Critical Blood Shortage in New England

Nursing Home Staff Must Get Vaccinated

DPH issued a COVID-19 Public Health Emergency Order last week mandating that all staff in nursing homes be fully vaccinated against COVID-19 by October 10, 2021.
The order applies to all “individuals employed by or affiliated with the facility, whether directly, by contract with another entity, or as an independent contractor, paid or unpaid including, but not limited to, employees, members of the medical staff, contract employees or staff, students, and volunteers who either work at or come to the licensed facility site, whether or not such individual(s) provide direct care."
Such individuals must receive a first dose of a vaccine, if they are receiving a two-dose series, by September 1, 2021, and be fully vaccinated by October 10. The facilities then must report their staff vaccinations to DPH.
As of October 10, DPH will have the authority to order any nursing home that has fewer than 75% of its personnel vaccinated against COVID-19 to stop accepting new admissions until the 75% threshold is met. In announcing the order, the state said there are 378 skilled nursing facilities, as well as the two Soldiers’ Homes in Massachusetts that are affected by the order. As of August 2, 155 of the facilities had less than 75% of their staff fully vaccinated.
MHA’s Board of Trustees on July 29 voted unanimously to adopt a statewide consensus policy requiring mandatory COVID-19 vaccination for all Massachusetts hospital and health system employees.

New England Facing "Severe" Blood Shortages

New England states are currently facing one of the most severe blood shortages in recent years, which is affecting, among other things, the scheduling of necessary surgeries.
MHA, in cooperation with the hospital associations of Connecticut, Maine, New Hampshire, Rhode Island, and Vermont produced this video calling on the public to donate blood.
Summertime is historically a time of blood shortages, but this year the low supplies of blood across New England is unprecedented. General uncertainty about COVID-19 may be contributing to people’s reticence about giving blood. According to the Red Cross, individuals who received the COVID-19 vaccine are eligible to give blood, platelets, and plasma. Most donation sites will want to know the name of the manufacturer of the vaccine you received. Donating blood after receiving a COVID-19 vaccine does not reduce a donor’s protection from the virus.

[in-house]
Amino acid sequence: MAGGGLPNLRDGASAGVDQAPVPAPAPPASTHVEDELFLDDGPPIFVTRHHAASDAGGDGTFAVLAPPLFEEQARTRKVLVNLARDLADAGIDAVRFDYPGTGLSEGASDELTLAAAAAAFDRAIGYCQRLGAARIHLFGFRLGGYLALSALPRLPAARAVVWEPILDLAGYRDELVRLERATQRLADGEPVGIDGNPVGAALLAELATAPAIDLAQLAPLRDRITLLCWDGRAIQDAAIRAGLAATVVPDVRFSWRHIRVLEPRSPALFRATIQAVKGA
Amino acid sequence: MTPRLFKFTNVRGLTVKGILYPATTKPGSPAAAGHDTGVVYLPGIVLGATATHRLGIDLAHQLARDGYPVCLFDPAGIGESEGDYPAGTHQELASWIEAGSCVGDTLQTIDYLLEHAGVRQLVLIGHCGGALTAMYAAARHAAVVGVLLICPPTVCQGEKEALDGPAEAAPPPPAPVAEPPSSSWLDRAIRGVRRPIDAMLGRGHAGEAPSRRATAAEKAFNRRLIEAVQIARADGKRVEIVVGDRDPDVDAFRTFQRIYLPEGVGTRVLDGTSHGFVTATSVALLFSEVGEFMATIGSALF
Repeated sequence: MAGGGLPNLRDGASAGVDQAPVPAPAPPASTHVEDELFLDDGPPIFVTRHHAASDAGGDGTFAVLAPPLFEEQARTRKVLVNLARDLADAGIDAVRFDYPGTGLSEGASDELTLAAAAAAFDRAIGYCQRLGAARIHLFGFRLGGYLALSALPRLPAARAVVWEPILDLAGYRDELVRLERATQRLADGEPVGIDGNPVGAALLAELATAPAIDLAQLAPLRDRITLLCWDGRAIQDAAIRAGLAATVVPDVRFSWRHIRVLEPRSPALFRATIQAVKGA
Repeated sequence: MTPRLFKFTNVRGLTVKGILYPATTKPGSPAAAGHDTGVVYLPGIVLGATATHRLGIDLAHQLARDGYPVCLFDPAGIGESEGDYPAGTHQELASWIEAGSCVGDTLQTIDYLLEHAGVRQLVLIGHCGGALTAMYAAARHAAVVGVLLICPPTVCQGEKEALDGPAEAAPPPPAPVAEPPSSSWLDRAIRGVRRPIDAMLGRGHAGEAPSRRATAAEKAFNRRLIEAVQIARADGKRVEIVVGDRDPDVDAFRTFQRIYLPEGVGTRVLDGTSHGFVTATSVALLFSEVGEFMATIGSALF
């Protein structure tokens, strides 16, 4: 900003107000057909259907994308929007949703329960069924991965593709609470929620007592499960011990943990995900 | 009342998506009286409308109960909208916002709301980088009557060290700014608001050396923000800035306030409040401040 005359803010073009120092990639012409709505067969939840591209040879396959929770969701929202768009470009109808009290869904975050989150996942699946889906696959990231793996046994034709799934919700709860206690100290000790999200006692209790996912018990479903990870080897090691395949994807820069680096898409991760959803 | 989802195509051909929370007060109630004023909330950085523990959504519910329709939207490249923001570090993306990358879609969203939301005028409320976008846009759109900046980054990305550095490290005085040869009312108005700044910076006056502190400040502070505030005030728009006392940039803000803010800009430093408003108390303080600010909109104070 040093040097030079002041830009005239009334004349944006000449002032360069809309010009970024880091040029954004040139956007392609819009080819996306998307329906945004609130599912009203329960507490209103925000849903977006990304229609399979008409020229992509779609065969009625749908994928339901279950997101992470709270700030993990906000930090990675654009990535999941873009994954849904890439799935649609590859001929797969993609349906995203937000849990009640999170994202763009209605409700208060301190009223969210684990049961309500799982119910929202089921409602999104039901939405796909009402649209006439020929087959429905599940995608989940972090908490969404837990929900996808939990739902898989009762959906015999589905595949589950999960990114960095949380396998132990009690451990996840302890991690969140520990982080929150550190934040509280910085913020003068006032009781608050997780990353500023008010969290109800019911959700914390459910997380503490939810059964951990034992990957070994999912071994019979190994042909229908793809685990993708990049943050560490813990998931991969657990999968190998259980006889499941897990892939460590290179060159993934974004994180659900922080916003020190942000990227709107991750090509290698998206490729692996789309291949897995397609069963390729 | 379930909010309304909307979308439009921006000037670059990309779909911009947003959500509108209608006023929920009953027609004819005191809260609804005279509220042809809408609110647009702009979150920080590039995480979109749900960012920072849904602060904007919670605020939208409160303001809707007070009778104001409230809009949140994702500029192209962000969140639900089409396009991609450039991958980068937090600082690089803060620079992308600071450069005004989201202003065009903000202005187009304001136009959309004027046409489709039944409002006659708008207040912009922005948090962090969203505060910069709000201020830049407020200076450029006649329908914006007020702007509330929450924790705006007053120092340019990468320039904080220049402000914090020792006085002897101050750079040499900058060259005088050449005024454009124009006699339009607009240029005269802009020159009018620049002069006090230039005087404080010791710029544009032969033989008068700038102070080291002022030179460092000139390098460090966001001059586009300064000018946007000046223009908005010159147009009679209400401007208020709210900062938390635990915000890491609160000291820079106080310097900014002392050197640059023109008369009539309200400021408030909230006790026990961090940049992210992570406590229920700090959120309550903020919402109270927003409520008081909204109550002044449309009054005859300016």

You can sign up to give blood by visiting RedCrossBlood.org or by contacting your local hospital.

Results of MHQP's Telehealth Survey

The use of telehealth surged because of COVID-19 as patients early in the pandemic were urged to stay away from care facilities. As hospitals and doctor’s offices once again encouraged patients back to ensure the delivery of needed care, telehealth remained a vibrant part of how care is delivered. Now the Mass. Health Quality Partners (MHQP) has released a summary analysis based on the telehealth surveys it has conducted throughout the pandemic that gauge both consumer and clinician feelings towards telehealth.
“The patients we surveyed had an overwhelmingly positive experience with telehealth,” MHQP reported last week. “When asked about their overall satisfaction with telehealth, 89% of patients who responded said it was either ‘Excellent’ or ‘Very Good.’ Only 3% said it was either ‘Fair’ or ‘Poor.’”
“We asked providers about their experiences with video and telephone separately," MHQP continued. "In contrast to patients, only 43% of providers reported that their experience with video was either ‘Excellent’ or ‘Very Good,’ and 46% of providers gave their phone experience one of those ratings. 30% and 27% of providers gave their video and phone experiences (respectfully) a rating of ‘Fair’ or ‘Poor.’”
MHQP stressed that the clinician responses seemed to correlate to the networks in which they operated. The MHQP posting states, "These results seem to indicate that the organizational approach and choice of telehealth technology may have a significant impact on provider experience and suggest that they are important opportunities for improvement in network-specific telehealth performance." (MHQP also stressed that the clinician samples were rather small and that the conclusions should be approached with caution.)